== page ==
While you may be distributing an app or website as an individual developer rather than as a company, this does not mean you will not benefit from drafting T&C. This allows you legal protection and maintains the functioning and reputation of your app or website.
Our Terms and Conditions Generator makes it easy to create a Terms and Conditions agreement for your business. Just follow these steps:
At Step 1, select the Website option or the App option or both.
Answer some questions about your website or app.
Answer some questions about your business.
Enter the email address where you'd like the T&C delivered and click "Generate."
You'll be able to instantly access and download the Terms & Conditions agreement.
The Typical Situation
Typically, apps and websites are owned by companies, not individuals. This is true even when a product or service is marketed primarily under an individual's name.
Tim Ferriss is known for his productivity products. His website brands primarily feature his name and a reference to his podcast, The Tim Ferriss Show:
However, when you visit his T&C, you see something different. His terms refer to an entity and not to him personally:
The primary reason for this preference is because it creates personal liability protection. If you place the responsibilities listed in the T&C in the hands of a company, a user who feels wronged can only sue your company - not you personally.
However, when you present the T&C in your name, it allows a user to hold you personally responsible for breaches. You can lose assets and face fines that are enforceable against your personal accounts rather than the ones you set aside only for business transactions.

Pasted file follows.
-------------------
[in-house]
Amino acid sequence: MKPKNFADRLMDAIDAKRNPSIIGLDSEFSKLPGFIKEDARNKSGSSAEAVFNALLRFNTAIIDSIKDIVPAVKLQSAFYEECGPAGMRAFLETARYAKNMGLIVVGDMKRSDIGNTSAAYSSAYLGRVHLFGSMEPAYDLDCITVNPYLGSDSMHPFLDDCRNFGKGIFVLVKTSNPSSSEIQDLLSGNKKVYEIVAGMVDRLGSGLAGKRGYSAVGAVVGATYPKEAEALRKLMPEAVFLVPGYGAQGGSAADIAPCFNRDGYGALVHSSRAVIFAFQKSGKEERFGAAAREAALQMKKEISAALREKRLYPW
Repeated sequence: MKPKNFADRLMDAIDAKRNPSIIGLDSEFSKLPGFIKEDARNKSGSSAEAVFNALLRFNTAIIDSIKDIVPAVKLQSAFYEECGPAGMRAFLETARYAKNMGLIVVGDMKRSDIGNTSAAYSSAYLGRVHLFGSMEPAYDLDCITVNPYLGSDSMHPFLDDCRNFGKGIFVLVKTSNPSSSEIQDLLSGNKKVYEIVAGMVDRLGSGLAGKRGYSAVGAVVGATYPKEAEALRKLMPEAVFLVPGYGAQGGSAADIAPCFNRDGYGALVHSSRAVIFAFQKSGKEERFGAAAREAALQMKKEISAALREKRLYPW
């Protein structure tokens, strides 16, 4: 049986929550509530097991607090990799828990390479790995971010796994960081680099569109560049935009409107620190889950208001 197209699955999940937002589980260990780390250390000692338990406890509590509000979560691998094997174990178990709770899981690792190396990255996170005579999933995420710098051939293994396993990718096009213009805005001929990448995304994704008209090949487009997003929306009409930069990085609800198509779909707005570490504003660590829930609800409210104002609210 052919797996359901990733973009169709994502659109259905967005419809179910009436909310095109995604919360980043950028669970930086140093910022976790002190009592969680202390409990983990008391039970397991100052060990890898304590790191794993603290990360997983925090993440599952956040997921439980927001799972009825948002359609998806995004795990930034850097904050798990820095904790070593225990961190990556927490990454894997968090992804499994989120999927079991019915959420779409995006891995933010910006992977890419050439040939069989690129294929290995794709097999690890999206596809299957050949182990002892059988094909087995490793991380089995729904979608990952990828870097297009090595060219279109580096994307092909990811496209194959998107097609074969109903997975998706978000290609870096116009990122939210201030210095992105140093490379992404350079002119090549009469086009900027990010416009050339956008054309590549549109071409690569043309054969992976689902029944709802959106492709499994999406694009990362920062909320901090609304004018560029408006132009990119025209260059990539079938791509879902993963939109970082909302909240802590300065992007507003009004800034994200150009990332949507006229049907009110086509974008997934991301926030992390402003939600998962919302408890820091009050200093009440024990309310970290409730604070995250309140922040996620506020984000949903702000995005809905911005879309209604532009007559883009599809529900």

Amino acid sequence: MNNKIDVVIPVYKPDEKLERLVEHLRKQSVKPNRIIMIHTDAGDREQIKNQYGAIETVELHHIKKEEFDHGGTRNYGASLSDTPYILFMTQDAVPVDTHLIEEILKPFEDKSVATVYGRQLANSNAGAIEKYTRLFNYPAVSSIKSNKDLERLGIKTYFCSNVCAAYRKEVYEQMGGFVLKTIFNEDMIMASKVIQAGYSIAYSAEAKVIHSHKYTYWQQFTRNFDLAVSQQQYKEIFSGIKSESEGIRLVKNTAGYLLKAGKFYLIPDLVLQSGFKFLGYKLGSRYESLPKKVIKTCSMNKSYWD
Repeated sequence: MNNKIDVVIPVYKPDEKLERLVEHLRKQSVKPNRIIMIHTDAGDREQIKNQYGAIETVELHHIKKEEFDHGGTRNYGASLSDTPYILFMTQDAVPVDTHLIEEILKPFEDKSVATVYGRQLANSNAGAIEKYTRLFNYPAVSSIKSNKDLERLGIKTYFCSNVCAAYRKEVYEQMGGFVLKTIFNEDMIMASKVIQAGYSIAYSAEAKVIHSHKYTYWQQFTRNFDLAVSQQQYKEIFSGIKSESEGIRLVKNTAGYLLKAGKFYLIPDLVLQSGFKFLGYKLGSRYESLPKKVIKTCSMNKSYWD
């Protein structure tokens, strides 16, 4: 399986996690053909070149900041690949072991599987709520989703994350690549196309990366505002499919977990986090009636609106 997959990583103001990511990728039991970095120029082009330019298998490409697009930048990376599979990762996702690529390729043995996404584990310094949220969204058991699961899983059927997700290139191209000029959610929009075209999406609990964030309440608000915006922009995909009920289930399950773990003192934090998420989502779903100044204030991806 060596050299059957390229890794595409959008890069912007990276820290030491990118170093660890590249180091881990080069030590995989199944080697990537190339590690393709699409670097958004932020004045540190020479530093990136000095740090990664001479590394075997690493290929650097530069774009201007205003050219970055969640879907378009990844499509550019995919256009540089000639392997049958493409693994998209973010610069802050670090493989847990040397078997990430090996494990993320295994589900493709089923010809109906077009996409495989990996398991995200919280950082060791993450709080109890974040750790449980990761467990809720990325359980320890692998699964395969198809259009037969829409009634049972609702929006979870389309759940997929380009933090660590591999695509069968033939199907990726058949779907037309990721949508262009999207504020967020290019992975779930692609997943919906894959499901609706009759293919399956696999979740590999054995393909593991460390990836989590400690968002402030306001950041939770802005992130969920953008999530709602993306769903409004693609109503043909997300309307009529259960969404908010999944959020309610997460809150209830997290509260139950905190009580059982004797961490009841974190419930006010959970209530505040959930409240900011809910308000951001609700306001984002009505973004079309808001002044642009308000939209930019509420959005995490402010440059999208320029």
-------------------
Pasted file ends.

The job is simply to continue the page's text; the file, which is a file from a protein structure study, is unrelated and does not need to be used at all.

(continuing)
While this sounds like creating T&C as an individual would leave you more vulnerable to liability, the opposite is true. Drafting a T&C agreement when you are transacting business as an individual offers you protection and enforcement powers that may not be available if you proceed without one.
Protections Provided by Terms & Conditions
A T&C is not required by law in any jurisdiction. It's a written contract like any other and states rules, limitations, and enforcement methods for users.
There are five main ways a T&C protects your app and website.
- Creates a legally binding contract,
- Prevents abuses,
- Protects intellectual property,
- Allows you to terminate abusive accounts, and
- Limits your liability
Creates a Legally Binding Contract
The T&C is a contract between you and your users. It contains rules that assure your app is used fairly and appropriately. Users receive notice of these rules before they commit to your product which is why this agreement is enforceable.
The most common way to assure acceptance of your T&C is through clickwrap. This requires acceptance of the terms before a user is allowed to establish an account and use your app or website.
You see it at sign up as shown through this example with Gazelle, an online electronics marketplace:
Another method is browsewrap. This assumes acceptance when a user accesses your website or app. It used to be the only way to assure acceptance, but now it normally exists alongside clickwrap.
As an individual with more to lose if you face liability, your best approach is to employ both clickwrap and browsewrap, with clickwrap being the more preferred approach if you only use one. Require acceptance of your T&C but also include a direct reference to term acceptance in your T&C.
Abusive use of your app includes harassing behavior like derogatory content, spamming other users, and stealing intellectual property. Part of your T&C should list what is not allowed on your app.
This is especially important if your website or app encourages interaction between users and user-generated content. You will lose followers if people do not feel safe using your service.
As a dating app, Tinder contains many opportunities for abuse by unscrupulous people. That is why the rule section in its T&C is long and detailed. It contains behavioral limits but also the usual restrictions against spamming and infringing on intellectual property: